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Study: Physical Education Can Boost Academic Achievement Among Black Girls in High School

PE linked to academic success While many schools have decided to cut back on physical education (PE) classes, a new study published online in the journal Urban Education actually revealed that PE could significantly boost the academic performance of Black girls in high school.

It isn’t the first time a study suggested there could be a link between PE and academic performance for students at the K-12 level, but it’s one of the most recent studies that specifically targets African-American girls in high school.

A 2013 study revealed that more than 40 percent of schools across the nation had eliminated or cut back on their PE programs, but there are hopes that recent studies could convince those schools to bring the programs back.

The latest study used more than 180 African-American girls enrolled in an unidentified public high school in the Midwest.

All of the participants had PE classes every other day.

From 7 a.m. to midnight, the young ladies were asked to report the amount of physical activity they had every 30 minutes along with how intense this activity was.

The reports showed that outside of the PE blocks, the young women had relatively consistent amounts of physical activity every day, averaging less than an hour of daily moderate-to-vigorous physical activity and less than half an hour of vigorous activity.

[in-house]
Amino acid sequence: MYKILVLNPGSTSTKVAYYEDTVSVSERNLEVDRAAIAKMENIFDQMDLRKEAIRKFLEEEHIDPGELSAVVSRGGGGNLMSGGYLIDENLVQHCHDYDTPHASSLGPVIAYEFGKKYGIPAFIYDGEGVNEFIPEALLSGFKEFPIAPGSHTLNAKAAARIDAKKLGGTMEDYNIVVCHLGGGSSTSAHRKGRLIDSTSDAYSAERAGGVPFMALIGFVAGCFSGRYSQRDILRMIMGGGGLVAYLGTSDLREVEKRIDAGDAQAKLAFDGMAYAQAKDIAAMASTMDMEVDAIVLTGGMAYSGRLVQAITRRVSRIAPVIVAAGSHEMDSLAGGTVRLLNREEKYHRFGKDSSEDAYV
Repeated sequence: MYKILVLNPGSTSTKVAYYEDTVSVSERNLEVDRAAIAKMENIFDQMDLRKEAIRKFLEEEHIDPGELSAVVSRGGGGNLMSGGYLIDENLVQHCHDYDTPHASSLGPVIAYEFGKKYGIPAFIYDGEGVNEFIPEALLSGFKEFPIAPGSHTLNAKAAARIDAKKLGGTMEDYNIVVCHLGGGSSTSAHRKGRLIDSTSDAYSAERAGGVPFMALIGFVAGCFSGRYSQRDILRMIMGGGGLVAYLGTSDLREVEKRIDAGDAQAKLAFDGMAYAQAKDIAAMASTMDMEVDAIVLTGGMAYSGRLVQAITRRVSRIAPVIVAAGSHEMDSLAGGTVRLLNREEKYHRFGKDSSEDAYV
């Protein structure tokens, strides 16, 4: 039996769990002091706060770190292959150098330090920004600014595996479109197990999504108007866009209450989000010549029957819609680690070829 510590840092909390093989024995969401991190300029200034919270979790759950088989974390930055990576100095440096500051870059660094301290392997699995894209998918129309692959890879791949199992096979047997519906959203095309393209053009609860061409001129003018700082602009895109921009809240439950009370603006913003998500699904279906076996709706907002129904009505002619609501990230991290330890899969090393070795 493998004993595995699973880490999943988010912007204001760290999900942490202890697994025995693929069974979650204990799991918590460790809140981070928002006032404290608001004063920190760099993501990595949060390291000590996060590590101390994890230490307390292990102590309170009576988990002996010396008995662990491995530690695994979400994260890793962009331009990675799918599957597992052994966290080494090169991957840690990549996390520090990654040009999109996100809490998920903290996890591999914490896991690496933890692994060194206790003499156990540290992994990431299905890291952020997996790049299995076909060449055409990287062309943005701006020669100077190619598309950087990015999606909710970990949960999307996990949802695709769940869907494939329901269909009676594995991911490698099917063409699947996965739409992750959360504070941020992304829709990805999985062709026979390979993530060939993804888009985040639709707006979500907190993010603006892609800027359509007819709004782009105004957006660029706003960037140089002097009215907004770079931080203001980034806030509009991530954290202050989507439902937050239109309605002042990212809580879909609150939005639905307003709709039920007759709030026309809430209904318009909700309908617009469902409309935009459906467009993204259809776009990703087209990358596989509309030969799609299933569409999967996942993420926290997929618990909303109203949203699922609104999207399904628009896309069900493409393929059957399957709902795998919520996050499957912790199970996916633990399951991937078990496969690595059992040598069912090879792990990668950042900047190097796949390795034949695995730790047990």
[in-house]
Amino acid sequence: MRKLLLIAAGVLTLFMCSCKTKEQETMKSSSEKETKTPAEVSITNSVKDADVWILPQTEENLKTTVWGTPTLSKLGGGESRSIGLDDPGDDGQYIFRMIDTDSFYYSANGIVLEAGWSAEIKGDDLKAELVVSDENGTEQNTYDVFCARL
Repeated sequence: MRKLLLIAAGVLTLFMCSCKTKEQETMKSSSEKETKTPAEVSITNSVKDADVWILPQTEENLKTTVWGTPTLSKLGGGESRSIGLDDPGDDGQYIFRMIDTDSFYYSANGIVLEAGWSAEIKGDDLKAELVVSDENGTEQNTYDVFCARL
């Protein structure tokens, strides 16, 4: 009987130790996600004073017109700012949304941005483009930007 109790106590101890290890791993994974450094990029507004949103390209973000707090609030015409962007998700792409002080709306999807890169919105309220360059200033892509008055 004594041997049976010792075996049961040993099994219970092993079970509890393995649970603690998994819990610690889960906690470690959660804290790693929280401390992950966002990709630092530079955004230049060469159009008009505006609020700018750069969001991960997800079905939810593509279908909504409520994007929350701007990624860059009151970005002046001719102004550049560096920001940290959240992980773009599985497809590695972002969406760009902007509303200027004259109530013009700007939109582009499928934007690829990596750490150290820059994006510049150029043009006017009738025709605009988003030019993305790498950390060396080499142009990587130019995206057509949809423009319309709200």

On days with the PE classes, however, more than half of their total physical activity for the day came during PE.

Researchers then teamed up with teachers and gathered self-reports from the students about their academic performance.

It turned out that the students performed better on days where they were actively engaged in physical activity compared to the days when they did not have a PE class.

PE linked to better academic performance “Students’ effort, attention and persistence during the initiation and execution of tasks in physical education could facilitate academic learning,” the authors wrote. “Learning experience, self-regulation, and values obtained through physical education could act as a necessity to enhance learning in other academic subjects.”

The authors believe that the connection between physical activity and better performance in the classroom needs to be taken seriously by schools all across the country and say that promoting physical activity should be a “coherent goal in urban inner-city schools.”

Back in 2012, a systematic review of more than a dozen studies also found a link between physical activity and academic achievement.

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